Diazepam (Valium) Nursing Considerations

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Hey guys, let's talk about diazepam also known as Valium. This is an oral medication, as you can see here in the picture, but it also comes in other forms like an injectable form. So when we think about the therapeutic class of a drug, this is how the drug works in the body while the pharmacologic class is the chemical effect. So for diazepam's therapeutic class, it's an anti-anxiety agent, also an anti-convulsant a sedative-hypnotic, and a skeletal muscle relaxant that is centrally acting. The pharmacologic class of diazepam is a benzodiazepine. So diazepam works by decreasing the effects of voltage-gated sodium channels that depress the central nervous system. We use diazepam for anxiety for conscious sedation treatment of seizures, insomnia, and also alcohol withdrawal. So remember diazepam works by depressing the central nervous system. So it makes sense that some of the side effects include drowsiness and lethargy also hypotension and dizziness.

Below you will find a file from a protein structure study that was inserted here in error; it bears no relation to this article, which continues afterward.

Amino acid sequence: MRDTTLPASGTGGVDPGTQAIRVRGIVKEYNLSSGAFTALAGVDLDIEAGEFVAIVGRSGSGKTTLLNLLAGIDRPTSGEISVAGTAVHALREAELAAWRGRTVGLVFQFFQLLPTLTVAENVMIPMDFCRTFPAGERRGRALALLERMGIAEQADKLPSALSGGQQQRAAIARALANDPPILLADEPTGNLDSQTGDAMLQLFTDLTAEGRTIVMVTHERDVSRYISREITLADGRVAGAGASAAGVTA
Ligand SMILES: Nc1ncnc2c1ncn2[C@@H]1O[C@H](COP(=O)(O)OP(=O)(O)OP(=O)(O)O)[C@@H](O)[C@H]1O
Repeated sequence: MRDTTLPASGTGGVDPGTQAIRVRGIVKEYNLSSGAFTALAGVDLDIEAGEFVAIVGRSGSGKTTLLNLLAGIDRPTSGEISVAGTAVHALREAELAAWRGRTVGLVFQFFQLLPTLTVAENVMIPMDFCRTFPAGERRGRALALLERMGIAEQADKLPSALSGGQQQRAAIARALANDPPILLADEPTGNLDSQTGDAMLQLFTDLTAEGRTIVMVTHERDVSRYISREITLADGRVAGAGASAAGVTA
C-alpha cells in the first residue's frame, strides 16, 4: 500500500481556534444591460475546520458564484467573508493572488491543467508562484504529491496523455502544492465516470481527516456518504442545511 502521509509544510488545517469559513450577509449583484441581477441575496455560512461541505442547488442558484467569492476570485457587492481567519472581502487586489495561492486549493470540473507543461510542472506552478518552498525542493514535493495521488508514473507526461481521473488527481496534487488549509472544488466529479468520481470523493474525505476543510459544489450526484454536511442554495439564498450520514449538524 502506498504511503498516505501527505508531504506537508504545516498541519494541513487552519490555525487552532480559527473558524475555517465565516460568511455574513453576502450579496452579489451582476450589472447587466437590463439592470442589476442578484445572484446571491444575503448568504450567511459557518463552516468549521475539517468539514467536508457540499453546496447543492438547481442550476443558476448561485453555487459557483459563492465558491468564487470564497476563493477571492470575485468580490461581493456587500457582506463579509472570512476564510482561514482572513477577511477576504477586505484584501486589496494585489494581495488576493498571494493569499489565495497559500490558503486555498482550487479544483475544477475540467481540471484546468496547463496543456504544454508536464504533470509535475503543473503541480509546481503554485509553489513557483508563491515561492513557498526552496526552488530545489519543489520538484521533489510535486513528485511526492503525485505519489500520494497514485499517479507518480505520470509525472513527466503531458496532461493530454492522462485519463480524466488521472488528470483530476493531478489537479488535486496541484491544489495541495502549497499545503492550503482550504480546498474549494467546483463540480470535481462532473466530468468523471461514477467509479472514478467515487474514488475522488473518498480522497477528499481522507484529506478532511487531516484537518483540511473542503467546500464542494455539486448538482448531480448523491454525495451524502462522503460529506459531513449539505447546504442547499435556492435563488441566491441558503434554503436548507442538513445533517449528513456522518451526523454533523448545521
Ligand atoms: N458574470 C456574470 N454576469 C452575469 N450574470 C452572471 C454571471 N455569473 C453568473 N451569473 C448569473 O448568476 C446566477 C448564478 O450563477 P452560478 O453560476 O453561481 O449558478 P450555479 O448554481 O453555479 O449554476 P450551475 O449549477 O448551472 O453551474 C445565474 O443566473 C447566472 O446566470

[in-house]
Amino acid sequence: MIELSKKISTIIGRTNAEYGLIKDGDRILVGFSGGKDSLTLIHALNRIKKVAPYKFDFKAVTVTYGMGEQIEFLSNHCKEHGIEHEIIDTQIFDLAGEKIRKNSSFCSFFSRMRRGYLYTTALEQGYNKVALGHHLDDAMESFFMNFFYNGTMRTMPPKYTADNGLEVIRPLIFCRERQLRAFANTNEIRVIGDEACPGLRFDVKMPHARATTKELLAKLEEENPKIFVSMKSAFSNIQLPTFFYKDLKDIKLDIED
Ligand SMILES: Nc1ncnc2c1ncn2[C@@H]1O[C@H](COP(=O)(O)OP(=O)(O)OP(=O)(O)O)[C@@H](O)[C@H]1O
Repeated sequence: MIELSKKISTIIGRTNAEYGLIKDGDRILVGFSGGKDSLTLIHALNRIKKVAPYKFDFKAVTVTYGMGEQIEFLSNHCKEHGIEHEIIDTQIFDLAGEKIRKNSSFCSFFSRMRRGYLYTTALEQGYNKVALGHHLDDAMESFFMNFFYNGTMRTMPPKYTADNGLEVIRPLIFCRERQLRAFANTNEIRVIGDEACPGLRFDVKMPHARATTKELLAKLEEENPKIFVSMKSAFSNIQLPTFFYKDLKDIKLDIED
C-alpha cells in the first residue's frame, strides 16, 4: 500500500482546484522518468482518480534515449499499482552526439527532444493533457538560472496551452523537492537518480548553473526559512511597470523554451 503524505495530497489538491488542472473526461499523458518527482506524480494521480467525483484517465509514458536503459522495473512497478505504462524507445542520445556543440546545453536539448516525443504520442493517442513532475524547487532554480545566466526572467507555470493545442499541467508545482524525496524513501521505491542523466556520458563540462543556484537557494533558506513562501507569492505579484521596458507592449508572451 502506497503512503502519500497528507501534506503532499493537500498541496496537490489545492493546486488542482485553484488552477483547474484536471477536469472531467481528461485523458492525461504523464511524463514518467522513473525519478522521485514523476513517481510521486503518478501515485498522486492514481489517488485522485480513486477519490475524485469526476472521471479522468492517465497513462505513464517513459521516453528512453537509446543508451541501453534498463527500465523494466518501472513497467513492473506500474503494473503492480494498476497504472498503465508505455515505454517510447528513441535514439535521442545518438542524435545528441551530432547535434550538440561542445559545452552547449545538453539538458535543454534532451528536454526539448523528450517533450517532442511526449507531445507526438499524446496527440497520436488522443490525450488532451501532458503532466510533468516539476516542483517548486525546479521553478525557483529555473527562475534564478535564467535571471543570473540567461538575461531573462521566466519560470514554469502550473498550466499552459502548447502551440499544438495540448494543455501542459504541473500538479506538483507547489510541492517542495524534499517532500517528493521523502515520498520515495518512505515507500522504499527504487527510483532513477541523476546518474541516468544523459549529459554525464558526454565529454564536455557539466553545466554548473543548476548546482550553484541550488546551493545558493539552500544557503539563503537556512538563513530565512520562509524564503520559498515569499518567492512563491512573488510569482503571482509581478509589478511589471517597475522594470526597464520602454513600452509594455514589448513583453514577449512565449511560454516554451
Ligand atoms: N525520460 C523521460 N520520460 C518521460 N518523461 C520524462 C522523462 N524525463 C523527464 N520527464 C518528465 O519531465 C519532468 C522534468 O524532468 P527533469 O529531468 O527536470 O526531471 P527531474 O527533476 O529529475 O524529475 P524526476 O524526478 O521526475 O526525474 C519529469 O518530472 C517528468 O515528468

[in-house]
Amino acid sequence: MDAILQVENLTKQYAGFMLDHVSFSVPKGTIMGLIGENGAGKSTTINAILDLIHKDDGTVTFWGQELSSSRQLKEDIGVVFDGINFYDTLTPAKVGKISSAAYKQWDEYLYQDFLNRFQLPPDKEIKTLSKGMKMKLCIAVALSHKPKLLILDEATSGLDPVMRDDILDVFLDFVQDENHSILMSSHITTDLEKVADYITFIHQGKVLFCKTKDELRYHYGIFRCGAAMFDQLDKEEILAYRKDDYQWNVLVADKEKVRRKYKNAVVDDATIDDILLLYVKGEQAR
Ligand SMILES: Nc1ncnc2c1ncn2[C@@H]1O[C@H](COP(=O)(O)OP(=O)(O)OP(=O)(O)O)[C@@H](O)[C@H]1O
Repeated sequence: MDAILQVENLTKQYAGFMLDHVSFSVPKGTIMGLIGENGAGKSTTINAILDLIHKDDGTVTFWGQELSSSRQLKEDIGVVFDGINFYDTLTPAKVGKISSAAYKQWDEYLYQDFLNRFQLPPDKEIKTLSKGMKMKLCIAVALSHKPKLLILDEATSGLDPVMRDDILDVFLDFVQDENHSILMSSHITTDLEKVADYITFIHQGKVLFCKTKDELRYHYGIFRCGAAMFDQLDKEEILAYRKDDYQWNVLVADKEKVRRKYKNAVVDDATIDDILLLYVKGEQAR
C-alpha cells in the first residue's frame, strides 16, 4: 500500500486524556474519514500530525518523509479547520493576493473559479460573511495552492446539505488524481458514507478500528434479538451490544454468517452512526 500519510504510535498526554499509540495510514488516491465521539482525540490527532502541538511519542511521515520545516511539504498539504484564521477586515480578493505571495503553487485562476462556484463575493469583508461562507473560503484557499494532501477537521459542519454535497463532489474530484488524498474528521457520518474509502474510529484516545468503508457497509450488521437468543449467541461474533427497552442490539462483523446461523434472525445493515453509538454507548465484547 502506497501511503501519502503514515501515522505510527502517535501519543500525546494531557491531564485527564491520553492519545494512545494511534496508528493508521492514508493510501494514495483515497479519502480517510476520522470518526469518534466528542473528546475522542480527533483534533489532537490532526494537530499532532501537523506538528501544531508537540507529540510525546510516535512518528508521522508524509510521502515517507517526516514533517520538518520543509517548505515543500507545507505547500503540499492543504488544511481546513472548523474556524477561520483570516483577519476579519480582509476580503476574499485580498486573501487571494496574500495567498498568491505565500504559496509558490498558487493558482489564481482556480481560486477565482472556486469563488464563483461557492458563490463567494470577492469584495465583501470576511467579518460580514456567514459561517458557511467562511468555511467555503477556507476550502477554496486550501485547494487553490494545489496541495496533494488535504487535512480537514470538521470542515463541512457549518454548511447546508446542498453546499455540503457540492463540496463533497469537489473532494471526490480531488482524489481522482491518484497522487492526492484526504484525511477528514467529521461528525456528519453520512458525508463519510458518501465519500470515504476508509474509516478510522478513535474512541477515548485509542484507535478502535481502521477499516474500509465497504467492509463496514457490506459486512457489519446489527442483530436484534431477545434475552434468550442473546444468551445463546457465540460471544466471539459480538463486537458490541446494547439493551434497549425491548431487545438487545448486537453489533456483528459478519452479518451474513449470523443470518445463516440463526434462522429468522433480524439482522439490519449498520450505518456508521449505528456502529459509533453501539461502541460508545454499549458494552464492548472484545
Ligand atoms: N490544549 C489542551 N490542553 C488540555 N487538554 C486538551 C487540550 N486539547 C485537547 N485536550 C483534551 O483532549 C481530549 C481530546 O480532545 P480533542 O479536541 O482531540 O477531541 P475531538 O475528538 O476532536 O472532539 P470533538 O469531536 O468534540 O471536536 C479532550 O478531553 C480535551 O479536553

Let's take a look at a few nursing considerations, use caution in patients with renal impairment and also in patients who have hepatic dysfunction. Super important to know that diazepam can cause physical dependence and tolerance. If administering diazepam, be sure that the reversal agent flumazenil or Romazicon is readily available. And guys, this is especially important if you work in the ER setting and you have a patient that comes in unresponsive and a drug overdose is suspected, especially if you do not the drug that may have been used. And finally, guys, because there is such a risk of dependence and tolerance, you must teach the patient to only take this medication as directed and to avoid alcohol use. That's it for diazepam or Valium. Now go out and be your best self today. And as always happy nursing, the.
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